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Research warns Health and Social Care services failing disabled parents

Health and Social Care services are failing disabled parents and their children according to new research.

The study from the University of Bedfordshire warns that disabled parents are often seen as a risk to their children rather than given support - and concludes that professionals should offer help before families reach crisis point.

Fiona Denton Credit: ITV Anglia

Fiona Denton was diagnosed with a mental health condition before having her daughter 16 years ago.

As soon as she decided to become a mother she says she was suddenly under scrutiny

"I spoke to my psychiatrist and it was almost like permission giving. And my life becoming open to judgement, you should do this, you should do that and I think that was very different to the general population."

– Fiona Denton
Delegates at today's report launch Credit: ITV Anglia

When Fiona's mental health issues meant she needed support she says she was turned away.

"If you pitch up to adult services saying I need help with myself and my child you're told 'oh we don't do children.' So you pitch up to Children's Services, I need help with myself and my child and you're told 'oh we don't do adults.'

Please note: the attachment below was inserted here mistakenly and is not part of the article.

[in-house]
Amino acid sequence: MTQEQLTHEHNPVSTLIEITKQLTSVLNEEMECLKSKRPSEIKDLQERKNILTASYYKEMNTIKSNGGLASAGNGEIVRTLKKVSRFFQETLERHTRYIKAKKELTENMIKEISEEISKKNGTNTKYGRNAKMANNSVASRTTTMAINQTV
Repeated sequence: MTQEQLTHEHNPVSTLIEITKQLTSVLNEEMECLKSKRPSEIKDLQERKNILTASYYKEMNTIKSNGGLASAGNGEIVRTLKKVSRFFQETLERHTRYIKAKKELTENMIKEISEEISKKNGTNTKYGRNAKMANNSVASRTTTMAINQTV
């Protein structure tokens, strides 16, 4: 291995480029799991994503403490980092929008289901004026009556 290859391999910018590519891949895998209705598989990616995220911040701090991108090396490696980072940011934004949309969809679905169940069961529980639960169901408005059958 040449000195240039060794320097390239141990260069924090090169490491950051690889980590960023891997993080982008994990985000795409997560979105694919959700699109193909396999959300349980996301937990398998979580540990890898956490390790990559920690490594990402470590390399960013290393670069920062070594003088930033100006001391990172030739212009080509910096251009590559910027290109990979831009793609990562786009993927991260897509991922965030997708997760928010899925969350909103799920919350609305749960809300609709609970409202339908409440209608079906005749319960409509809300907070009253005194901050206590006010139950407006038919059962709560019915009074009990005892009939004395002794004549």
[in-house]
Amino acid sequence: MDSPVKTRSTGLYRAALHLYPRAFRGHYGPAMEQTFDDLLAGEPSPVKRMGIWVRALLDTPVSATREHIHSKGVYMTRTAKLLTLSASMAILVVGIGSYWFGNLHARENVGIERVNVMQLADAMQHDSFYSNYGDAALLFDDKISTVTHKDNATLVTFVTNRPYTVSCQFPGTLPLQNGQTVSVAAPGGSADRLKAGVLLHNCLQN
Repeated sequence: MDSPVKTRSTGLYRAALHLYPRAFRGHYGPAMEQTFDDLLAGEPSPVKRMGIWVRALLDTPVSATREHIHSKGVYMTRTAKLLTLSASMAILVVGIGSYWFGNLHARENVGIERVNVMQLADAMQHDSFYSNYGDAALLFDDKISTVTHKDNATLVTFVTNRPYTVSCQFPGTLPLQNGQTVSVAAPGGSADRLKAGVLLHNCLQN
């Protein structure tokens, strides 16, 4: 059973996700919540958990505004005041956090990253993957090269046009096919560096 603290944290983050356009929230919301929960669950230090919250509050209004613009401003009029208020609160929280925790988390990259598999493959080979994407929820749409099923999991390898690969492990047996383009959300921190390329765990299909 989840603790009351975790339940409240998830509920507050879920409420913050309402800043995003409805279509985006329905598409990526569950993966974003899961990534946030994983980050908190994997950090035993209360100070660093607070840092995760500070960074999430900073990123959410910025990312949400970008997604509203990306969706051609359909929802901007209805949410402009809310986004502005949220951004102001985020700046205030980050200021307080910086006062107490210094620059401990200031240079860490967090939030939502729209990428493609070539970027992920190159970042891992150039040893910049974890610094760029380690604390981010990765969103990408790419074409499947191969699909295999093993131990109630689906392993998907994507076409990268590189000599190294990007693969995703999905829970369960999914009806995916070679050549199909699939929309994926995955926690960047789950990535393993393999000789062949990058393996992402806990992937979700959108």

– Fiona Denton

Fiona was just one of the parents involved in a study by the University of Bedfordshire which concluded that Health and Social Care services are failing disabled parents and their children.

"There was a mother who was about to be sectioned under the Mental Health Act. They were interested in checking that the house was locked, and that any pets were cared for and there was no reference to children. Her real concern about the needs of her children being met while she was unwell didn't seem to be recognised or heard and I think that's really concerning."

– Emily Munro, University of Bedfordshire
Delegates at today's report launch Credit: ITV Anglia

The report is calling for earlier support and a change in attitude so that those who need help aren't afraid to ask.

"Social workers are really caught between a rock and a hard place ultimately social workers have a duty to investigate where they feel there might be an issue but what I would say to social workers both coming into the profession and those who already work in children's social care is don't start with the deficits, go in and ask yourself, children have managed, the parents have managed to this point, what can you do to enhance that what can you do to keep this family together?"

– Maryam Zonouzi, Ginger Giraffe